Bursts of action shots of fast moving objects:
Doesn't work. Before I could even pinpoint what was irritating me, my friend Octavio Campos Salles put it this way: whenever you look through the viewfinder, you're not looking at the reality in front of your lens. You are actually looking at a tiny TV trying to tell you what the reality in front of your lens is. There is a delay and a distortion. When I capture a few photographs and quickly want to check for settings, instead of looking at the delicate screen on the back which is anyway turned inside for protection, I can also look at the #tinyTV. But it takes its time switching between telling you what you last photographed and telling you what it thinks is happening in front of your lens. Sorry Canon, but if you plan on releasing a pro-grade mirrorless camera, I sincerely hope you are on top of tinyTV performance. The EOS R certainly isn't for my use.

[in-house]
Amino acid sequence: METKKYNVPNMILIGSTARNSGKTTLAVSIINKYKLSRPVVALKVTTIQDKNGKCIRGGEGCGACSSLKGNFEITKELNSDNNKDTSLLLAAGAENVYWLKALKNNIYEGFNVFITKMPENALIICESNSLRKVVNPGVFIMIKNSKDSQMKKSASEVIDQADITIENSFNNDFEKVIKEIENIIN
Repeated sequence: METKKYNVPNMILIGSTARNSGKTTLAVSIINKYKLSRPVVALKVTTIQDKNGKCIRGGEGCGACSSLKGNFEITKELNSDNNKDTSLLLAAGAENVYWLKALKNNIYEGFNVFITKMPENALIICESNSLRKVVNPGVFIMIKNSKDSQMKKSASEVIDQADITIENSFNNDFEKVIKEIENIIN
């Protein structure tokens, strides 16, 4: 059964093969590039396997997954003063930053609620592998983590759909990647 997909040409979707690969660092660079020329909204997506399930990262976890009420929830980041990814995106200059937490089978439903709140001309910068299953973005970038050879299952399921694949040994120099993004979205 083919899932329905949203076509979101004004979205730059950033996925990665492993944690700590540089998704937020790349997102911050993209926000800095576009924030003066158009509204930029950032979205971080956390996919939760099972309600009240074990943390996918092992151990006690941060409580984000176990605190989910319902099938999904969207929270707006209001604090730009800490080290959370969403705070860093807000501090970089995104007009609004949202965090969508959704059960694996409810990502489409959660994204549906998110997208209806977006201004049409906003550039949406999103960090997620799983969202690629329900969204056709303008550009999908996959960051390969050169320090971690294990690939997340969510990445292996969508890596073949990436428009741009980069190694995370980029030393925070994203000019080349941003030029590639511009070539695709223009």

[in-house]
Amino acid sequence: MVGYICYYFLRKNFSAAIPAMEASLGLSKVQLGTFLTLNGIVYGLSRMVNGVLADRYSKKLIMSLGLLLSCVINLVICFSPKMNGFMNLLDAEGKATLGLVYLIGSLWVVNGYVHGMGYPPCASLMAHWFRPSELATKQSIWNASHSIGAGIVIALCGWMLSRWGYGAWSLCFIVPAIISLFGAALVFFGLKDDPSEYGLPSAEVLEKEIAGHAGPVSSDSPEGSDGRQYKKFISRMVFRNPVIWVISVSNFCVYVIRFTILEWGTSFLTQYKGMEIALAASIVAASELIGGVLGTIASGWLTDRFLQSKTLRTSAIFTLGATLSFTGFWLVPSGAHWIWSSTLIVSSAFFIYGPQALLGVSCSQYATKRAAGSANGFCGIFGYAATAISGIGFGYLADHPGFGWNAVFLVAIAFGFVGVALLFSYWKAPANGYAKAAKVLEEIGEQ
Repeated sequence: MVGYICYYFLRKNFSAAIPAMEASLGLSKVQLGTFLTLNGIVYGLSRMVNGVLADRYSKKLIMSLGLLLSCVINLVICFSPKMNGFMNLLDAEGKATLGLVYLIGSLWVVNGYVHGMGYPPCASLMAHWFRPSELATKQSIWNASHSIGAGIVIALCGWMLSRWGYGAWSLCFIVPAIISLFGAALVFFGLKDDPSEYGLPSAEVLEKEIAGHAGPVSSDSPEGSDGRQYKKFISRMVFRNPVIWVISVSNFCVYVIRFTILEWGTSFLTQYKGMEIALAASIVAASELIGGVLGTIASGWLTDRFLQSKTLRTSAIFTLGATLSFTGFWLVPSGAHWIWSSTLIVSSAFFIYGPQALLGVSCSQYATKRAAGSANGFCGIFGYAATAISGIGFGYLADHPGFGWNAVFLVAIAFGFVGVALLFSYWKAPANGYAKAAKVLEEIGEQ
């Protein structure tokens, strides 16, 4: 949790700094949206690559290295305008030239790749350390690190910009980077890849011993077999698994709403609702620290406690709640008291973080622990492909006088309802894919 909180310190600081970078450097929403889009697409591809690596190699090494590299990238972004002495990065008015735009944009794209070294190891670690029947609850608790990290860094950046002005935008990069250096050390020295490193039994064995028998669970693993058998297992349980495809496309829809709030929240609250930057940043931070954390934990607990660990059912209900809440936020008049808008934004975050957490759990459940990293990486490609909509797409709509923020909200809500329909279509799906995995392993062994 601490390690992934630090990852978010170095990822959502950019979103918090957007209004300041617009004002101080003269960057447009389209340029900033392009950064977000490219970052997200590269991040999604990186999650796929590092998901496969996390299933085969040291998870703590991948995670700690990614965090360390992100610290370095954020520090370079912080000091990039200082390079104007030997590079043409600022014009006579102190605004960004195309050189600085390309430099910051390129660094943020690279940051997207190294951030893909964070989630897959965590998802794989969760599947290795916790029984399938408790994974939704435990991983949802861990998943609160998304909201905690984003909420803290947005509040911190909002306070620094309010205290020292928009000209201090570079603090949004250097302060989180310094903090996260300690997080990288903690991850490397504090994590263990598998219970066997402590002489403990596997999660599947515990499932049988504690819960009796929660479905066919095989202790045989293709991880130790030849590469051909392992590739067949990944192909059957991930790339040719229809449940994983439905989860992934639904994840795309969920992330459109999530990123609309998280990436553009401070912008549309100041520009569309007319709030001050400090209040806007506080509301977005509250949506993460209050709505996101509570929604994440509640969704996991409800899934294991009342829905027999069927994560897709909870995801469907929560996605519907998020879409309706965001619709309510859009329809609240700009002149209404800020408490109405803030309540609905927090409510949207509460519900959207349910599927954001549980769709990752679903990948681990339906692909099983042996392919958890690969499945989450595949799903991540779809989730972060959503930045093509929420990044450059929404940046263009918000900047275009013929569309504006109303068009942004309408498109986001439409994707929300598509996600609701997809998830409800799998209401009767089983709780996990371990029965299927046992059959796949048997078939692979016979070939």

Photographing in good light:
Speaking of tinyTV: it gets very confused as soon as the light for wildlife photography turns good, i.e. when the sun is gone, or not yet up. Using the viewfinder in lower light is a trauma. The poor EOS R tries so hard, but it just can't give you a proper image of what is happening up-front. Btw. the same is true when you want to use a circular polarising filter. tinyTV doesn't seem to understand the concept of polarising effects and therefore it is very difficult to reach a desired position for the filter setting while looking through the viewfinder.
Use in cold weather: